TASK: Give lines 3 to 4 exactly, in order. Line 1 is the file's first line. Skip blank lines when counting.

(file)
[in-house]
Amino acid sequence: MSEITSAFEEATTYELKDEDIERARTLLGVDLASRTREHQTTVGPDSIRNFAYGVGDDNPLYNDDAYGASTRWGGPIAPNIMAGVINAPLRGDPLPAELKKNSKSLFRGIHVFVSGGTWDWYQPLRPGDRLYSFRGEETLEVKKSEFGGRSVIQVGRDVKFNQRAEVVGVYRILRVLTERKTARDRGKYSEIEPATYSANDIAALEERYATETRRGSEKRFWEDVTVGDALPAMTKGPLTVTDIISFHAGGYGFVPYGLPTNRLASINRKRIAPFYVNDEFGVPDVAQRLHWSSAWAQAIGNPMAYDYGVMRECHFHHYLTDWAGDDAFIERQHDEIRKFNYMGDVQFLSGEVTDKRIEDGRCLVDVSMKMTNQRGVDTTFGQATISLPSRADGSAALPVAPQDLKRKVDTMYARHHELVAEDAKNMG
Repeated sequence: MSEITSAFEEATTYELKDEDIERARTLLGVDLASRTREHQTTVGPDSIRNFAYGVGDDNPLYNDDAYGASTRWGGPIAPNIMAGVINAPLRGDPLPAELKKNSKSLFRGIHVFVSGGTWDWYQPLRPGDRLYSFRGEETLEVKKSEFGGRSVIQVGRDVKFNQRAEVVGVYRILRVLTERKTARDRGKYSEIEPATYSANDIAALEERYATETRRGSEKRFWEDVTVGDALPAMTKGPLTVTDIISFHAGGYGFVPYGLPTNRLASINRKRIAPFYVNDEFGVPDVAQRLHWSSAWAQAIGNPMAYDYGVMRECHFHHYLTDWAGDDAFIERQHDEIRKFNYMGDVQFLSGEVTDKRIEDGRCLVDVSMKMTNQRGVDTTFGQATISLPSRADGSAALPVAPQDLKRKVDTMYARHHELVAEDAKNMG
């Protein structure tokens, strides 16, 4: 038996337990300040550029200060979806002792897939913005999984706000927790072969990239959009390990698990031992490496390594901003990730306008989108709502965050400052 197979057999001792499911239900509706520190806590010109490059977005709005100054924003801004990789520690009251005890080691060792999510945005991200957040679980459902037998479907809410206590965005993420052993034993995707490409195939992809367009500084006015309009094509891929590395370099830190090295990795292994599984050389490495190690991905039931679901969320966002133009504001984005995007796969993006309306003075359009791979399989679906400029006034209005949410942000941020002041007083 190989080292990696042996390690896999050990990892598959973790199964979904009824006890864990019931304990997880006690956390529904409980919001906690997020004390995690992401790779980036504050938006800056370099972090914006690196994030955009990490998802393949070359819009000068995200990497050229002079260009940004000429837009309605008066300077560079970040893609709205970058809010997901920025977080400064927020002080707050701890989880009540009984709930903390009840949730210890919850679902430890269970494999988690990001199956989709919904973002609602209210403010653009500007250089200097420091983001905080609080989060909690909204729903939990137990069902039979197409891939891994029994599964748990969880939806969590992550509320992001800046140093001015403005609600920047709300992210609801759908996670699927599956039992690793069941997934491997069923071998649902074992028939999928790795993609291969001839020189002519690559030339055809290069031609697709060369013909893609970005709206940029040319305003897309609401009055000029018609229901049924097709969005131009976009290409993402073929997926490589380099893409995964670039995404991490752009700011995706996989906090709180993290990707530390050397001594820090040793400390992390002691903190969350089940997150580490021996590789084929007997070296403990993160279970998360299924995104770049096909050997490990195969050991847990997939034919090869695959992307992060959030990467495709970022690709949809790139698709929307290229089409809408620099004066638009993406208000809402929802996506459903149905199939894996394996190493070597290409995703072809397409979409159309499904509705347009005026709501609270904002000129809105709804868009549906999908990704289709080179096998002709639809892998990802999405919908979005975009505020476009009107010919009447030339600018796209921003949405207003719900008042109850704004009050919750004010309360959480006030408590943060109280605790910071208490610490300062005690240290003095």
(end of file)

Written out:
Repeated sequence: MSEITSAFEEATTYELKDEDIERARTLLGVDLASRTREHQTTVGPDSIRNFAYGVGDDNPLYNDDAYGASTRWGGPIAPNIMAGVINAPLRGDPLPAELKKNSKSLFRGIHVFVSGGTWDWYQPLRPGDRLYSFRGEETLEVKKSEFGGRSVIQVGRDVKFNQRAEVVGVYRILRVLTERKTARDRGKYSEIEPATYSANDIAALEERYATETRRGSEKRFWEDVTVGDALPAMTKGPLTVTDIISFHAGGYGFVPYGLPTNRLASINRKRIAPFYVNDEFGVPDVAQRLHWSSAWAQAIGNPMAYDYGVMRECHFHHYLTDWAGDDAFIERQHDEIRKFNYMGDVQFLSGEVTDKRIEDGRCLVDVSMKMTNQRGVDTTFGQATISLPSRADGSAALPVAPQDLKRKVDTMYARHHELVAEDAKNMG
């Protein structure tokens, strides 16, 4: 038996337990300040550029200060979806002792897939913005999984706000927790072969990239959009390990698990031992490496390594901003990730306008989108709502965050400052 197979057999001792499911239900509706520190806590010109490059977005709005100054924003801004990789520690009251005890080691060792999510945005991200957040679980459902037998479907809410206590965005993420052993034993995707490409195939992809367009500084006015309009094509891929590395370099830190090295990795292994599984050389490495190690991905039931679901969320966002133009504001984005995007796969993006309306003075359009791979399989679906400029006034209005949410942000941020002041007083 190989080292990696042996390690896999050990990892598959973790199964979904009824006890864990019931304990997880006690956390529904409980919001906690997020004390995690992401790779980036504050938006800056370099972090914006690196994030955009990490998802393949070359819009000068995200990497050229002079260009940004000429837009309605008066300077560079970040893609709205970058809010997901920025977080400064927020002080707050701890989880009540009984709930903390009840949730210890919850679902430890269970494999988690990001199956989709919904973002609602209210403010653009500007250089200097420091983001905080609080989060909690909204729903939990137990069902039979197409891939891994029994599964748990969880939806969590992550509320992001800046140093001015403005609600920047709300992210609801759908996670699927599956039992690793069941997934491997069923071998649902074992028939999928790795993609291969001839020189002519690559030339055809290069031609697709060369013909893609970005709206940029040319305003897309609401009055000029018609229901049924097709969005131009976009290409993402073929997926490589380099893409995964670039995404991490752009700011995706996989906090709180993290990707530390050397001594820090040793400390992390002691903190969350089940997150580490021996590789084929007997070296403990993160279970998360299924995104770049096909050997490990195969050991847990997939034919090869695959992307992060959030990467495709970022690709949809790139698709929307290229089409809408620099004066638009993406208000809402929802996506459903149905199939894996394996190493070597290409995703072809397409979409159309499904509705347009005026709501609270904002000129809105709804868009549906999908990704289709080179096998002709639809892998990802999405919908979005975009505020476009009107010919009447030339600018796209921003949405207003719900008042109850704004009050919750004010309360959480006030408590943060109280605790910071208490610490300062005690240290003095």